What this means is that users outside of the launch countries are left with the Google’s vanilla app store. This would be fine but there are just too few apps that have been designed for Android tablet devices.
Generally the apps scale correctly but most look for features found on Android smartphones – security apps like Lookout and Prey want to know your mobile number while Dropbox’s Camera Upload feature is only useful for uploading screen grabs. Firefox shines out as one of the few mainstream developers to have released a tablet-optimized app, but even this is in beta.
Google Now, at some point in the future
But the real sense of loss comes from Google Now, the company’s lifestyle-driven updates app, which is rendered near useless outside the US. Google Now offers up-to-date information on weather, traffic, transport, sports, and places amongst others. Except over here all we can get it to show is the weather – the app won’t even allow us to set our favourite sports team.
So, apart from these issues, which are to be expected if you import a Nexus 7 from a launch country, is the tablet any good?
It is, actually.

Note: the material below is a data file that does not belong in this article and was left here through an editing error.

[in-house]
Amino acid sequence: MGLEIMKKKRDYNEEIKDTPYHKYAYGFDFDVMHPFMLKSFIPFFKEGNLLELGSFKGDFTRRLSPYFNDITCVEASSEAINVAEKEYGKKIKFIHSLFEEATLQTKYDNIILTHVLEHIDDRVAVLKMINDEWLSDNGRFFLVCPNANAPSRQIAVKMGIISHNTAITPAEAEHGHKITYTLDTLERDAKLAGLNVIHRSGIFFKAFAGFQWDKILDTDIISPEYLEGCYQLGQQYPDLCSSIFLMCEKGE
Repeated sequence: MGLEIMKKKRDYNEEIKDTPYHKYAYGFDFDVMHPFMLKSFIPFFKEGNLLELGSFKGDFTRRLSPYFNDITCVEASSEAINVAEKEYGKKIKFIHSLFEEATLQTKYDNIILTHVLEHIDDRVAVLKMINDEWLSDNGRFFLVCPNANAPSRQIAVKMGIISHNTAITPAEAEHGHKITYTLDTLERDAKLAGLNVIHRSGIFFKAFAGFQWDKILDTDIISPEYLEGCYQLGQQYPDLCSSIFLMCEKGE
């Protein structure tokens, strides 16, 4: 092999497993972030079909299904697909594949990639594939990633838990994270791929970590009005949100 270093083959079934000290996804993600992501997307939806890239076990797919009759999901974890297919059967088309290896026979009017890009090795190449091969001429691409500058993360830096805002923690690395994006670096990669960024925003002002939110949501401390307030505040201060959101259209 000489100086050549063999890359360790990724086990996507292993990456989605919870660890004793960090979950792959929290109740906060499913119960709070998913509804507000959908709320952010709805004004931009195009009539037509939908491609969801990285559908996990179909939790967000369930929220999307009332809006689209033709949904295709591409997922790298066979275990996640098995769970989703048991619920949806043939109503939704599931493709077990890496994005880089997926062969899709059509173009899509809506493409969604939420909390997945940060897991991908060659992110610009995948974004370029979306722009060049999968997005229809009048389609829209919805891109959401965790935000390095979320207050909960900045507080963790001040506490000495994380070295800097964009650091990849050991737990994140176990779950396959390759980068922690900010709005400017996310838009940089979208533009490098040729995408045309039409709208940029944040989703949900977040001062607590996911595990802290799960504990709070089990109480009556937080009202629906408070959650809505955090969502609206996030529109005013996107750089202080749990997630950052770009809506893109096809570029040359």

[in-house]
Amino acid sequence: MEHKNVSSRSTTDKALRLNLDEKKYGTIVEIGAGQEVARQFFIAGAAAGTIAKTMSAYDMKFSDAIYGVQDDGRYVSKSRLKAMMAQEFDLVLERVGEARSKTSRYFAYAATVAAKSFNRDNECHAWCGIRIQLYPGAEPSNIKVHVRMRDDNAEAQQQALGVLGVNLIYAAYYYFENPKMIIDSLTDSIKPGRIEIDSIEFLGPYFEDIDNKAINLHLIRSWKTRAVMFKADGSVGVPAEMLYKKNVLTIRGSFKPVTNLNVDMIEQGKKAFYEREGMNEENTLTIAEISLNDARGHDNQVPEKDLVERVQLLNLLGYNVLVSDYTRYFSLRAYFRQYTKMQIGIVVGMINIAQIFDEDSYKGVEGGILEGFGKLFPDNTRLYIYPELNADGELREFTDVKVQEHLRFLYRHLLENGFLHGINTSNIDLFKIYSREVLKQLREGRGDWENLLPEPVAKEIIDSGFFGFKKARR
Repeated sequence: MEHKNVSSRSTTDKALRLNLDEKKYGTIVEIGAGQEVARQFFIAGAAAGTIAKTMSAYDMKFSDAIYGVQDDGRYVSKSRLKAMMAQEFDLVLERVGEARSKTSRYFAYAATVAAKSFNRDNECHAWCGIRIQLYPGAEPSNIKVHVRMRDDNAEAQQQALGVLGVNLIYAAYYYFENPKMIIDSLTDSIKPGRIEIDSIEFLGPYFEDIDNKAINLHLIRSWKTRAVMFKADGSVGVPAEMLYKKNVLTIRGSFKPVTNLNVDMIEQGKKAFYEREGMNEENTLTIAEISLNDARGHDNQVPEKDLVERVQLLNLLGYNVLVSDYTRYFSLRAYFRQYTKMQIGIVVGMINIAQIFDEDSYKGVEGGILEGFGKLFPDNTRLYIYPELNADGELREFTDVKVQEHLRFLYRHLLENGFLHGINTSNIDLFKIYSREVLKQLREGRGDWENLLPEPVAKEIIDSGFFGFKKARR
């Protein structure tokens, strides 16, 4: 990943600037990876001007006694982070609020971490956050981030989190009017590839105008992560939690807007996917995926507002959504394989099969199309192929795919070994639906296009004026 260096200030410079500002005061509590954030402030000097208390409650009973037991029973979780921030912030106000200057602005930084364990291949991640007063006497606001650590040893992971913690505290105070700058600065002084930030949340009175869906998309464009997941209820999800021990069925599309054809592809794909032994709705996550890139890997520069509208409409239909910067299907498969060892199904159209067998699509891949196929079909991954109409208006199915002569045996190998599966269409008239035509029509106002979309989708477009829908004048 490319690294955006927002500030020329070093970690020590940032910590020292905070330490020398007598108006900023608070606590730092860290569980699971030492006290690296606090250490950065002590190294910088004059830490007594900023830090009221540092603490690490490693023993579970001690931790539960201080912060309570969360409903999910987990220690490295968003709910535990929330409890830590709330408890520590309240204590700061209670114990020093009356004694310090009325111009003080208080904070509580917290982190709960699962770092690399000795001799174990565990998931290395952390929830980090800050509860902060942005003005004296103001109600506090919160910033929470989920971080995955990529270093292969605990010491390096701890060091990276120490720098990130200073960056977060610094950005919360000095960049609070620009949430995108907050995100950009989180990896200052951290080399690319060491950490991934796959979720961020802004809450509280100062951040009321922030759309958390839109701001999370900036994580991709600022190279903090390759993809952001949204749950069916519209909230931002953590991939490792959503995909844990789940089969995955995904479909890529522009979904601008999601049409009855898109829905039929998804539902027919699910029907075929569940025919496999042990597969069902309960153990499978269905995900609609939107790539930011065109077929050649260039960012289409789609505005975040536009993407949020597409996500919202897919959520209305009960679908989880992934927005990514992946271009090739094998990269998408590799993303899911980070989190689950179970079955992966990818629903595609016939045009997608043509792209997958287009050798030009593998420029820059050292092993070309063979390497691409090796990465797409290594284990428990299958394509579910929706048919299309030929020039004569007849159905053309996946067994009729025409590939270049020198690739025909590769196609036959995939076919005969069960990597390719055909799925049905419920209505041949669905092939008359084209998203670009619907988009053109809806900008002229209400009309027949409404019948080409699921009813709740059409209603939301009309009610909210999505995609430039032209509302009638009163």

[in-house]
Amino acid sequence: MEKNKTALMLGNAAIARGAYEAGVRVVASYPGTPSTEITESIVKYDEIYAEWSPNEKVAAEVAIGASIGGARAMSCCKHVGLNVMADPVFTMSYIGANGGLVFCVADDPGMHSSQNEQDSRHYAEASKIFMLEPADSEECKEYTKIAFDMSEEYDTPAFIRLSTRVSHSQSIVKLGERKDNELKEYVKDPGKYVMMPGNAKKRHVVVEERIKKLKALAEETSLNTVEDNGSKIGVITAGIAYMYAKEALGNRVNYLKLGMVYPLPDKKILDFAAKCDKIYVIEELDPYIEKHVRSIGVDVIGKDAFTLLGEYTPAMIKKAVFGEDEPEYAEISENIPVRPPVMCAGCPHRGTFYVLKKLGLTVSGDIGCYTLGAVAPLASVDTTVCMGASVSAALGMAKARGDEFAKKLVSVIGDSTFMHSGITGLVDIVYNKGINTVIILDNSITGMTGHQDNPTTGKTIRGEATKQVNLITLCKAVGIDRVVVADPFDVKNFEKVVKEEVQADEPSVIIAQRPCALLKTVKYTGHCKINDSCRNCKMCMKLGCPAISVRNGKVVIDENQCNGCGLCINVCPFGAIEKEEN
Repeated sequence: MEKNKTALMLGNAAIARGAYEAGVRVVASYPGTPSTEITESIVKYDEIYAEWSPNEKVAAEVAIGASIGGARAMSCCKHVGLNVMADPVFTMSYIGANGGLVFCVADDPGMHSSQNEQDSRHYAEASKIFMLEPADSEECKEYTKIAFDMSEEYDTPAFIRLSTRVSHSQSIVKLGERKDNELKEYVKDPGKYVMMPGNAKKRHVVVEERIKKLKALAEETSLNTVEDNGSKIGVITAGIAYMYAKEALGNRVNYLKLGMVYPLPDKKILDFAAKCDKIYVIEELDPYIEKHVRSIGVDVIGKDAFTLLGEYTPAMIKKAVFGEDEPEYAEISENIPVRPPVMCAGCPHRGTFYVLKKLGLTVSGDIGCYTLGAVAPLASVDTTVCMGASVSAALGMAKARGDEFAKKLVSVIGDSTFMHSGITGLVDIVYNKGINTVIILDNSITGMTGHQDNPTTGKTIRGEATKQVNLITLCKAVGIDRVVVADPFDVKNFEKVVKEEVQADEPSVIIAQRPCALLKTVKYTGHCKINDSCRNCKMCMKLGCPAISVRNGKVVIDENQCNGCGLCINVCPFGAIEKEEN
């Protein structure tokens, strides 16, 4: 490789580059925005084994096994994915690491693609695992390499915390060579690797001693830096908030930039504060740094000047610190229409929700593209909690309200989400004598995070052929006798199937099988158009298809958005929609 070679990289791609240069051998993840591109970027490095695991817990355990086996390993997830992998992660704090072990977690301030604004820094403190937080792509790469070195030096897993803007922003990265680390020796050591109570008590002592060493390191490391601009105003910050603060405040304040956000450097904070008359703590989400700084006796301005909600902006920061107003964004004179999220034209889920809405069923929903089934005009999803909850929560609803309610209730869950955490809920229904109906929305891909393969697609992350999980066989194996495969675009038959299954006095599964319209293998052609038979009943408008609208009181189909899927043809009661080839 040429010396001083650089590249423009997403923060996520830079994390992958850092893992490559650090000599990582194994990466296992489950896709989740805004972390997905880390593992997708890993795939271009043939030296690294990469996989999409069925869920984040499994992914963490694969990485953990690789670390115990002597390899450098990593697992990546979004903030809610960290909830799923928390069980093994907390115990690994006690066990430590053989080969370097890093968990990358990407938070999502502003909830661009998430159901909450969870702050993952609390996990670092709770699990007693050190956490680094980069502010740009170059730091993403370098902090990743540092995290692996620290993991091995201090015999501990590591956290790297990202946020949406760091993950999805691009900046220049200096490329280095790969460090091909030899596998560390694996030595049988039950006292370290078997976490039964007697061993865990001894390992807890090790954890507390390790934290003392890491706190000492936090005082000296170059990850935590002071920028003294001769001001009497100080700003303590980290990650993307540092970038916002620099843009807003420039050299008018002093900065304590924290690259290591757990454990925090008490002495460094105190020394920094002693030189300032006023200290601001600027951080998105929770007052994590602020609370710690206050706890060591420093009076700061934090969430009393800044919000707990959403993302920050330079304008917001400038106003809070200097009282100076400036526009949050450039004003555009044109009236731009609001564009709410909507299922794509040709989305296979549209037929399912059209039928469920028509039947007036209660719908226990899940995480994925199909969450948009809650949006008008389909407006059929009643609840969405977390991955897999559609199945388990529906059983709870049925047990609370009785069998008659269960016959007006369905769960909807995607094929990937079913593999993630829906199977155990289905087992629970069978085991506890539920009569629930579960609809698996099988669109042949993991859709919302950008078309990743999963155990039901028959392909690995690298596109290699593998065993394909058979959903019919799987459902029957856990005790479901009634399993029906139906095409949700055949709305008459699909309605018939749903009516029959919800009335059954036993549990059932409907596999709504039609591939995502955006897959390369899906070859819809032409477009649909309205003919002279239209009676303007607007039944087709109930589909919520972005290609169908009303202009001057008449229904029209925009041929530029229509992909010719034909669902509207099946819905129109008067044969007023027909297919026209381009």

Jelly Bean on the Nexus 7 is lightening fast, and I’ve found it to be more enjoyable and faster to use than iOS. The pre-installed apps, most of which have been developed by Google, are a joy to use. You really start to see the value of Google+ as a discovery platform when you use it on the tablet and Chrome is a seamless experience to the desktop version. Gmail is not as visually refined as the other apps but is functional (and I suspect that’s the point).
The tablet’s build is flawless – the widescreen paperback size makes the iPad look monstrous. This is a device you could easily throw into a satchel or handbag without adding any extra weight. The screen is crisp, and certainly puts the iPad one to shame, but isn’t as clear the retina iPad. The device is let down by the low internal volume, even when set to the maximum level, and the single 1.3 Megapixel front-facing camera remands you of the early days of cameraphones.